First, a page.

OK, this isn't exactly Visual Studio with pretty colours and icons. Everything you have to do is text based. But we can get through this...

Note: I'm not sure if this was important in my scenario, but I also set the Symbol Search Path in WinDbg to download debugging symbols from Microsoft's servers. This could be used to translate core DLL function calls (such as from nt.dll). The setting I used was srv*c:\symbols* which you can add by clicking File > Symbol File Path.

SOS - Save Our Souls?

Step 1 is to load the SOS module. This is a debugging extension module which can delve into the memory dump file (which holds mostly unmanaged code references and symbols) to extract information given by the CLR. This is how .Net developers can use WinDbg and fortunately this module is shipped with every version of the .Net framework in the standard installation folder.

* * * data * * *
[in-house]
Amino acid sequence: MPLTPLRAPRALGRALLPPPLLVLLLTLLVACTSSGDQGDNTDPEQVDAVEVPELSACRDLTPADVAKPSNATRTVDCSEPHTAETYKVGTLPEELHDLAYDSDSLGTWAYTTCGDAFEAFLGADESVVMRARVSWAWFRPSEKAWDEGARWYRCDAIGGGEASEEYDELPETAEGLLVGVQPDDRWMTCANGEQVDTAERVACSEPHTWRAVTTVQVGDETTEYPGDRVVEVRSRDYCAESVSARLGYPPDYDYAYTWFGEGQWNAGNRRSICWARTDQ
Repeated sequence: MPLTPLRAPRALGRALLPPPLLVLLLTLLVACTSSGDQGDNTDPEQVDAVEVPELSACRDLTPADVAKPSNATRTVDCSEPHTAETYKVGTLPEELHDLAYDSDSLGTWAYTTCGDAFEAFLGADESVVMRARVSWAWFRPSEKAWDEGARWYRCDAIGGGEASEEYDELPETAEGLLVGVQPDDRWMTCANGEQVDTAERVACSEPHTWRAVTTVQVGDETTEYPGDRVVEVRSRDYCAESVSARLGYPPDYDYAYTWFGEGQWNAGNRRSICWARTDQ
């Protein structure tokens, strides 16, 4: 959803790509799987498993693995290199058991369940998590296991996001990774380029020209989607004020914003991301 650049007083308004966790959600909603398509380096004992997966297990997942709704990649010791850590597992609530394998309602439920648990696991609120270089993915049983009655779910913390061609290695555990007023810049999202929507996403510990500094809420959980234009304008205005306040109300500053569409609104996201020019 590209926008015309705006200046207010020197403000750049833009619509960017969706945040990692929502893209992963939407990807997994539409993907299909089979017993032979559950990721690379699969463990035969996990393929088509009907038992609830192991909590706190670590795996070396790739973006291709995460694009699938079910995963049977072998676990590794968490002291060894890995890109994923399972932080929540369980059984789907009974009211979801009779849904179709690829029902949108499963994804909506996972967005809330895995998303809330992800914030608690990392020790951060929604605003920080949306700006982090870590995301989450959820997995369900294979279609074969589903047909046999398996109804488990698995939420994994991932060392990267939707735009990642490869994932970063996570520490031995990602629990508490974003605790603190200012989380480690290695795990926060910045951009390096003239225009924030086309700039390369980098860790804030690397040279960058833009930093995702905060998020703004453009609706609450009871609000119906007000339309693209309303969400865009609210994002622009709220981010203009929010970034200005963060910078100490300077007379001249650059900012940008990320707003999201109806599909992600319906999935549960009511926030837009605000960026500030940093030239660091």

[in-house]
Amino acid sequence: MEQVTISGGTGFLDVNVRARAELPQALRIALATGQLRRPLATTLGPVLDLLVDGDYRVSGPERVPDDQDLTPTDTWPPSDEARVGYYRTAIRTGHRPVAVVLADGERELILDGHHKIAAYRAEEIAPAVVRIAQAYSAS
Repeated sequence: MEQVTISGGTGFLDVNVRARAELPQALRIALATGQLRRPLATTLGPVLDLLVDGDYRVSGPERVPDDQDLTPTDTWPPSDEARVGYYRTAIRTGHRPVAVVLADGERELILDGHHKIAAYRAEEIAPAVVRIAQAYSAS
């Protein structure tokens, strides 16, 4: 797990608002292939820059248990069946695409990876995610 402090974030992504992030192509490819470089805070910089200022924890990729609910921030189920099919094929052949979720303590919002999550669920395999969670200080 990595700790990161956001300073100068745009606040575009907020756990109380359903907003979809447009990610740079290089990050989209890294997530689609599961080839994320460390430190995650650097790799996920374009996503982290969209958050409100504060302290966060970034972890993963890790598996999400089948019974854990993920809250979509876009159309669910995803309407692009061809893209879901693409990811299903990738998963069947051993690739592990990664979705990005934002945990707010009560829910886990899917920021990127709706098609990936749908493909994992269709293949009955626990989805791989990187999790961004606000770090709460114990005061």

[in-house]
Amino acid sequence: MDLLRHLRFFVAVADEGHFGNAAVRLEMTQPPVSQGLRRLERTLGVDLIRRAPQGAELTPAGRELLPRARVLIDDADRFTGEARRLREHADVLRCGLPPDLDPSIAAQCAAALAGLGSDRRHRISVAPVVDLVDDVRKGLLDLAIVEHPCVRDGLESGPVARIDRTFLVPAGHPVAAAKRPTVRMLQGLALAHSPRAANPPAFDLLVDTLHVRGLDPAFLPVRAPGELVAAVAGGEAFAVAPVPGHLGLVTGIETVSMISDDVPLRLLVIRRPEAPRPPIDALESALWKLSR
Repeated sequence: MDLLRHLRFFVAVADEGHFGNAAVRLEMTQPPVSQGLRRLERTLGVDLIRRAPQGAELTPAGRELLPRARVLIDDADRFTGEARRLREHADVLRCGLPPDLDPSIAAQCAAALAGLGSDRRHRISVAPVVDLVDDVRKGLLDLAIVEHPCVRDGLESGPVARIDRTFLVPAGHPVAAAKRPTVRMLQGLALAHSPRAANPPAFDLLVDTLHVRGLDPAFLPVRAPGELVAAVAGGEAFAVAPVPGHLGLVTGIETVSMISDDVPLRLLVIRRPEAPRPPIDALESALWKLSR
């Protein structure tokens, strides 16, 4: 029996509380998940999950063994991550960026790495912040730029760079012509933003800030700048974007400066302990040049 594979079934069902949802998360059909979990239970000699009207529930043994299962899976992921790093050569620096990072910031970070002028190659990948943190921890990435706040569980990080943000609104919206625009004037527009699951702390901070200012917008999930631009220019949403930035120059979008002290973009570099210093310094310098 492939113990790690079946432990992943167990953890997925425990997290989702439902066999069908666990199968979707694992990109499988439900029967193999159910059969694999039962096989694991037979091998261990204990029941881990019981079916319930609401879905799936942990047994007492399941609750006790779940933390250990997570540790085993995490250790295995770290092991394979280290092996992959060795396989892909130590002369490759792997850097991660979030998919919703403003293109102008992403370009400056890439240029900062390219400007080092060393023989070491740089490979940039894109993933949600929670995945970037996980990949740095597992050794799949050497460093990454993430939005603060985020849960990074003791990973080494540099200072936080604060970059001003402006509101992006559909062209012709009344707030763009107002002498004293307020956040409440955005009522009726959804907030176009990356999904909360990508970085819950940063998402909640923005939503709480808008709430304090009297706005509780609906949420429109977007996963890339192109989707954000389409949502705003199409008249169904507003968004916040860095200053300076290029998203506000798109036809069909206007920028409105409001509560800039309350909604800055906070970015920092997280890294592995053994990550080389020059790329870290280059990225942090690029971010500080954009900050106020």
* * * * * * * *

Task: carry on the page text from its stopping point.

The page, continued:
So our first WinDbg command will be to load this extension by typing:

.loadby sos clr

Note: this is the command to load the SOS extension for .Net 4 onwards. For previous versions of the framework you need to run .loadby sos mscorwks instead.

Find the Stack Trace

Now we can finally read the managed stack, so enter the command !clrstack. Viola! A full managed stack trace.

In the case of my dump file I could finally see exactly why a StackOverflow was occurring - far too many iterations of the same set of functions. Thankfully this was easy enough to fix and we've never encountered the problem again.


Sometimes it is best to dig a little deeper into a system (in this case Windows) and this is one of those cases. I could have trawled through all the code changes made since our last update and tried to figure this out for myself. But delving a little into the unmanaged world of processes and core memory dumps really helped. Not that it's not without it's challenges - what I've described above is just the tip of the iceberg with what you can do with WinDbg - but  it does make you appreciate how far you can go to solve a problem.